By Katie Brace

BOSTON (CBS) – Two Massachusetts hospitals, Massachusetts General Hospital and UMass Memorial, helped put the experimental drug Remdesivir to the test against COVID-19.

They were part of an international independent study, and the results have those in the medical field optimistic.

“It has proven that a drug can block this virus,” said Dr. Anthony Fauci of the National Institute of Allergy & Infectious Diseases as he announced promising news in the fight against COVID-19.

Remdesivir. (Photo by ULRICH PERREY/POOL/AFP via Getty Images)

The news comes from a federal study, one that UMass Memorial participated in as one of 47 hospitals in the U.S. and 21 sites around the world.

“It’s a hopeful sign. It means that we are on the right track,” said Dr. Robert Finberg, chair of Medicine at UMass Medical School and UMass Memorial Medical Center.

Remdesivir is an anti-viral drug given to patients through an IV.

“This drug happens to be blocking an enzyme that the virus uses,” Fauci said. “There are a lot of other enzymes that the virus uses that are now going to be targets.”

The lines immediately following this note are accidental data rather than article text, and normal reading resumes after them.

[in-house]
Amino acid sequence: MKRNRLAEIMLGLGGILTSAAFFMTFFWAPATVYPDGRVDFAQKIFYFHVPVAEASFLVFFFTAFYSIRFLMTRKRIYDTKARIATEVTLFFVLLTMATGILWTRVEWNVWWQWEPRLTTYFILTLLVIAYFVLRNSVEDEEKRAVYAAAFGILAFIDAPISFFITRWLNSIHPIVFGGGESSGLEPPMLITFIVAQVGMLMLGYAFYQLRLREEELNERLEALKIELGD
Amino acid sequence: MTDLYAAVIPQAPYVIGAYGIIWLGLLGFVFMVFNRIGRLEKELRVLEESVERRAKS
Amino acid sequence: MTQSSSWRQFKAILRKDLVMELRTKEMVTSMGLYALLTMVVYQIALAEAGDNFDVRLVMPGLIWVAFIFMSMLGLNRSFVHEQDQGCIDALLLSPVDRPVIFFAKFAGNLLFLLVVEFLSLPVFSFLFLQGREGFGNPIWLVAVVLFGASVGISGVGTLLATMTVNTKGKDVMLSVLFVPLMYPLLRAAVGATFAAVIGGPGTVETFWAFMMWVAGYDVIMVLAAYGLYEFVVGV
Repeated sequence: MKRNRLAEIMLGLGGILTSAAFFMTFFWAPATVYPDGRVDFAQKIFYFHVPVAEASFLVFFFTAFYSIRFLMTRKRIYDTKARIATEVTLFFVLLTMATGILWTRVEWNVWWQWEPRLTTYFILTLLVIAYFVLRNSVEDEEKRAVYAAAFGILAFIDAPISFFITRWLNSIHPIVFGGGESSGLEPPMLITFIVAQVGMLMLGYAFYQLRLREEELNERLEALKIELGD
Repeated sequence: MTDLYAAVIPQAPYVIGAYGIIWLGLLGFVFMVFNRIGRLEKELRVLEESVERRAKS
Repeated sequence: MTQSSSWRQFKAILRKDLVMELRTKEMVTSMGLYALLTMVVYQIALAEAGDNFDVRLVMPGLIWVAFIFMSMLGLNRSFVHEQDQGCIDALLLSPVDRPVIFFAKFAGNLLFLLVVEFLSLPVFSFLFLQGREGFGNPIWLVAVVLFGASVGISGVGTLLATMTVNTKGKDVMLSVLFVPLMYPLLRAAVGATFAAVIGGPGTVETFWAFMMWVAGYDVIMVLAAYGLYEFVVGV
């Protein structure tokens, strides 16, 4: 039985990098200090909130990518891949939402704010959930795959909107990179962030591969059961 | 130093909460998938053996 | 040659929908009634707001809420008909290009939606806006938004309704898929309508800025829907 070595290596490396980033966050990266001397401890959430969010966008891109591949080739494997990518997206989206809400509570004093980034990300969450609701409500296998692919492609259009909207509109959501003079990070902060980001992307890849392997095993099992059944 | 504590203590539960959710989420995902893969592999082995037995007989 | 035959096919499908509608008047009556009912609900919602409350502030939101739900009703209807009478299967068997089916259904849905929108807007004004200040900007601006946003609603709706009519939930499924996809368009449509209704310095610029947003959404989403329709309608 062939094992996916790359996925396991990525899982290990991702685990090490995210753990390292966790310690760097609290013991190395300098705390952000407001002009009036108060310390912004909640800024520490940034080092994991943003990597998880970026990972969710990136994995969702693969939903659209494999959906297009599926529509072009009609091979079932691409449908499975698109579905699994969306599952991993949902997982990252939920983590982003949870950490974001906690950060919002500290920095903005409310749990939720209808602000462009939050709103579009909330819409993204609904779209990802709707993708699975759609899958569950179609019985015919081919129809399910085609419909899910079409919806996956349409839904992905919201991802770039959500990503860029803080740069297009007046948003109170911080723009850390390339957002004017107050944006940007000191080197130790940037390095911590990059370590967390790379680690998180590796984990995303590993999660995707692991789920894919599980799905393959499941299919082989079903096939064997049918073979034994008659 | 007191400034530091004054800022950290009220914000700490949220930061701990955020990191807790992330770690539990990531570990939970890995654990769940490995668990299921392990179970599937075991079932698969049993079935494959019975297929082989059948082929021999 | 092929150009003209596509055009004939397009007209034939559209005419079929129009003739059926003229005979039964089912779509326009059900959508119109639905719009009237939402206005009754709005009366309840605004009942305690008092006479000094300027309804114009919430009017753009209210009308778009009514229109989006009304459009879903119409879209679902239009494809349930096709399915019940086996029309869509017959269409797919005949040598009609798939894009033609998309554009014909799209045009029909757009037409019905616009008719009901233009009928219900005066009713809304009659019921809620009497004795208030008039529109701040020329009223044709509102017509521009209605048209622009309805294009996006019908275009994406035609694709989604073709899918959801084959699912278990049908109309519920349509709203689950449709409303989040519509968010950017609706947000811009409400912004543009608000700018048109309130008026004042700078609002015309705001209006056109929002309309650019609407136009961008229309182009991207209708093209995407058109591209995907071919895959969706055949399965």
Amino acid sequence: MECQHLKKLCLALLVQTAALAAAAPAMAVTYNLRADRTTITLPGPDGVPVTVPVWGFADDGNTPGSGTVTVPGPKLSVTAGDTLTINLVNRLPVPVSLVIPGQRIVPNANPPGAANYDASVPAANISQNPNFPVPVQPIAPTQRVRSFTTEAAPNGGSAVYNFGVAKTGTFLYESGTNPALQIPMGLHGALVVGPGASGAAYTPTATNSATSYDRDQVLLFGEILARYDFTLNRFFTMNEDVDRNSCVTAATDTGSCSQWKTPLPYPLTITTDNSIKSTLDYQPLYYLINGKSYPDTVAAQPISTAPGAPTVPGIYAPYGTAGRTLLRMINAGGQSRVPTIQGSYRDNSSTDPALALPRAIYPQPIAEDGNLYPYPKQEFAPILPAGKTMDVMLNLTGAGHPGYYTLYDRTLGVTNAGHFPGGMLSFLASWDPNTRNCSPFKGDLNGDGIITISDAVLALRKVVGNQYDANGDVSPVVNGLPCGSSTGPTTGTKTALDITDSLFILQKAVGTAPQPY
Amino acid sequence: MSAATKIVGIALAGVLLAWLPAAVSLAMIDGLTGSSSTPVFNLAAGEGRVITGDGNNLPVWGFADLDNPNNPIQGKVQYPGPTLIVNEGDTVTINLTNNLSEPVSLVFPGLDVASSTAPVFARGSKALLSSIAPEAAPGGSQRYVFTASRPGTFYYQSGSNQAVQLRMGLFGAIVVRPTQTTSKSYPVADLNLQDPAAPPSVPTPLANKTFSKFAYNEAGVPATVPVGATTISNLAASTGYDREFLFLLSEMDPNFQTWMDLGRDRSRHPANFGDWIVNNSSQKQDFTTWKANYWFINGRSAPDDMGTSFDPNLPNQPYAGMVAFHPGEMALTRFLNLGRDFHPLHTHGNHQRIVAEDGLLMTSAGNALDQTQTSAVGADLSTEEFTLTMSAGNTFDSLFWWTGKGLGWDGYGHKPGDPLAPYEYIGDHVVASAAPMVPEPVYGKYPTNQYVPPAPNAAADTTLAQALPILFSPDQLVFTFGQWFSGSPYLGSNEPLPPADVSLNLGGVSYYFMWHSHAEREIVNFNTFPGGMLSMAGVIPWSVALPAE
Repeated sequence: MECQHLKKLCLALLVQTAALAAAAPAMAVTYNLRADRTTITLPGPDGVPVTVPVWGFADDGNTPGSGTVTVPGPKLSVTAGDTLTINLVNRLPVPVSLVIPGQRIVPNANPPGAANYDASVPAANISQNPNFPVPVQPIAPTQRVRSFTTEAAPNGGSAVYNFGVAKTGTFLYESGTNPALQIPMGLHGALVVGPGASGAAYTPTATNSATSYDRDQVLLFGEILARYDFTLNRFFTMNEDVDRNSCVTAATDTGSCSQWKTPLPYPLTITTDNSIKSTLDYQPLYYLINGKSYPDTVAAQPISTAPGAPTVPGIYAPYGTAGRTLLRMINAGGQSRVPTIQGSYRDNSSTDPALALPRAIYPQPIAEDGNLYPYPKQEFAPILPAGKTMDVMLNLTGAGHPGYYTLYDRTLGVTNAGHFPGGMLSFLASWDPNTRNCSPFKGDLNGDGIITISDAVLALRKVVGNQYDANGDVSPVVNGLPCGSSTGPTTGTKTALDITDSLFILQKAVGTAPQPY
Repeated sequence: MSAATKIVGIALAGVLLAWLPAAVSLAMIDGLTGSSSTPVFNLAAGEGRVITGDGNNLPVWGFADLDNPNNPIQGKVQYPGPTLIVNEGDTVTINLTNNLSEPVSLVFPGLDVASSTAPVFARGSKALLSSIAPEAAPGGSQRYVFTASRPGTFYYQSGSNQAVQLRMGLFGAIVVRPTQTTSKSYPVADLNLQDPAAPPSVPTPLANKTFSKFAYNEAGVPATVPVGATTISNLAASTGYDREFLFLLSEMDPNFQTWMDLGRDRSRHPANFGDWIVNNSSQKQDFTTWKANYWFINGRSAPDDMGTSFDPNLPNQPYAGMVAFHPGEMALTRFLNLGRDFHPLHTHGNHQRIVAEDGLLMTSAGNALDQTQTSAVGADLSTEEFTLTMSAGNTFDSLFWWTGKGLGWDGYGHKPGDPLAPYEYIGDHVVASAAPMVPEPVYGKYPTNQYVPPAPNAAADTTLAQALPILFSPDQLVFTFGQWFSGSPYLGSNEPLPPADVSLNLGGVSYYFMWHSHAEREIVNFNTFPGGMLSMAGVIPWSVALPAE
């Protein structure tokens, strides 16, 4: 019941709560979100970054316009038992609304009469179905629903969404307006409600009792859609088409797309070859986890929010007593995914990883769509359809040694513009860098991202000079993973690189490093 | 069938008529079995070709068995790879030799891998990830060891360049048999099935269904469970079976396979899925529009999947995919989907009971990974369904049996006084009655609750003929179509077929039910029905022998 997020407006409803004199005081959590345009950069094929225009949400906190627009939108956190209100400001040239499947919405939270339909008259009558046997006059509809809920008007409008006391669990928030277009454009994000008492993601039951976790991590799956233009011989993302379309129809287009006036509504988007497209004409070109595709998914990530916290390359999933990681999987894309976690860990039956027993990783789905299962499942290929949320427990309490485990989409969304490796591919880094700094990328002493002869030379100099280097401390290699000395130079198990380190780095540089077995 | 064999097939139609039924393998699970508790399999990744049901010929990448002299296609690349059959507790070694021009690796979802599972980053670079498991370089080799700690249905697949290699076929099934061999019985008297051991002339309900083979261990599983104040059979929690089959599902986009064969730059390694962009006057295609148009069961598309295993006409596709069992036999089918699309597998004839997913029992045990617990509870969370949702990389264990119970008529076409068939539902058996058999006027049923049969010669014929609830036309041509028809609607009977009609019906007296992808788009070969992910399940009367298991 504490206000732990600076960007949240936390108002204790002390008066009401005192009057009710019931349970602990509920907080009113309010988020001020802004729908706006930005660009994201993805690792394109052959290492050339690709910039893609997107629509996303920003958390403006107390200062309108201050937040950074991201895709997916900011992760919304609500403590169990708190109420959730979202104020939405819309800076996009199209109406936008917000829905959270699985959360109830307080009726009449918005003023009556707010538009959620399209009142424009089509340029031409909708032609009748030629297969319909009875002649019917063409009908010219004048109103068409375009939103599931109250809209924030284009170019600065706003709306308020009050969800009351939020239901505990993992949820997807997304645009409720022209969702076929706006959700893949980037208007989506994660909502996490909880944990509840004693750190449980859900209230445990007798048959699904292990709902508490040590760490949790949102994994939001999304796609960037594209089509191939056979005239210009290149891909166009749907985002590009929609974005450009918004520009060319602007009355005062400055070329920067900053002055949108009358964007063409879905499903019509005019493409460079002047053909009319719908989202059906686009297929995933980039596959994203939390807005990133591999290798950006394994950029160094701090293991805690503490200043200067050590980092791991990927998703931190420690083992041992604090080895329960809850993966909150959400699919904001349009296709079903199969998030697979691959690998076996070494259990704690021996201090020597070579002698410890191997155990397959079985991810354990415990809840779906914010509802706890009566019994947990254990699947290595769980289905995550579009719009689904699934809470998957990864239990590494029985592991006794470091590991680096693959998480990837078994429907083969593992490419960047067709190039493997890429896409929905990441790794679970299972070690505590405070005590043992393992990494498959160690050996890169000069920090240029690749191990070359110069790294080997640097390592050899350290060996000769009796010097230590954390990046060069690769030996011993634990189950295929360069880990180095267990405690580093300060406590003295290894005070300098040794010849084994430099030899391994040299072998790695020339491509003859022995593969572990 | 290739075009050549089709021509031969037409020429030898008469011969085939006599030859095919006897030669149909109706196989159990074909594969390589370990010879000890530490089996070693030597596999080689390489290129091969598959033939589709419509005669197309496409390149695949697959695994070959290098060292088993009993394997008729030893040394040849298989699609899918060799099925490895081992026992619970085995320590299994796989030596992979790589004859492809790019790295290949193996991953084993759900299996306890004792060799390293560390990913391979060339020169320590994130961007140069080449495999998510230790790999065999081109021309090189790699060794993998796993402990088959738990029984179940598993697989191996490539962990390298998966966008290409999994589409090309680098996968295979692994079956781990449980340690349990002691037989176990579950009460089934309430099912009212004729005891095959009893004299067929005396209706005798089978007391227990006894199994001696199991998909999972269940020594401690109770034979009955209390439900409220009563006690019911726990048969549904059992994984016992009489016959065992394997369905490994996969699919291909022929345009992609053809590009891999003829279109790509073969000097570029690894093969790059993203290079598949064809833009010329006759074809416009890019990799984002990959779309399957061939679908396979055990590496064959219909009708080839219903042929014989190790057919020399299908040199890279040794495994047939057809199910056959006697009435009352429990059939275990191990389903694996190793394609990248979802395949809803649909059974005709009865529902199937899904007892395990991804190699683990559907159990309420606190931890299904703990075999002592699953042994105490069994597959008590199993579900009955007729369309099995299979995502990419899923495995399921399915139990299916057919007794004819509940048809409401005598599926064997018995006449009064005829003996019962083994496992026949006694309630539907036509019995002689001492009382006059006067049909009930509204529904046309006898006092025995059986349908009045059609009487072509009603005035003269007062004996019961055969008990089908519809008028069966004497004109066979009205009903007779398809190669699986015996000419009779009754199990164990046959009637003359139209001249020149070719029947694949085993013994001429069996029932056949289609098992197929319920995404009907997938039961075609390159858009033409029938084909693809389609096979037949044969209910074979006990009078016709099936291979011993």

Dr. Anthony Fauci, the director of the National Institute for Allergy and Infectious Diseases. (Image credit: CBS News)

Patients who received the drug recovered faster and had a lower death rate than those not who did not.

“Remdesivir has a clear-cut, significant positive effect in diminishing the time to recover,” said Dr. Fauci.

The research was done in a double-blind study, meaning patients didn’t know if they received Remdesivir. The clinical trial was run by the National Institute of Allergy and Infectious Disease, which has some of the most stringent rules for testing.

Doctors at other hospitals are testing the drug. The maker, Gilead, based in California, is conducting clinical trials at several Boston institutions such as Tufts and Beth Israel.

“It’s not the solution to the problem; it is a step forward,” said Dr. Finberg. While cautioning that the medication is not a so-called silver-bullet, he is optimistic about its potentials. “In the last two days, I have seen three patients who have been discharged from the hospital, and they are all doing very, very well,” he said.

Next, UMass Memorial will participate in a study that combines Remdesivir with another drug to see if the combination is even more effective.

  1. Nancy says:

    Double-Blind is when neither the participants nor the researchers (doctors) know who is in the experimental group and who is in the control group.

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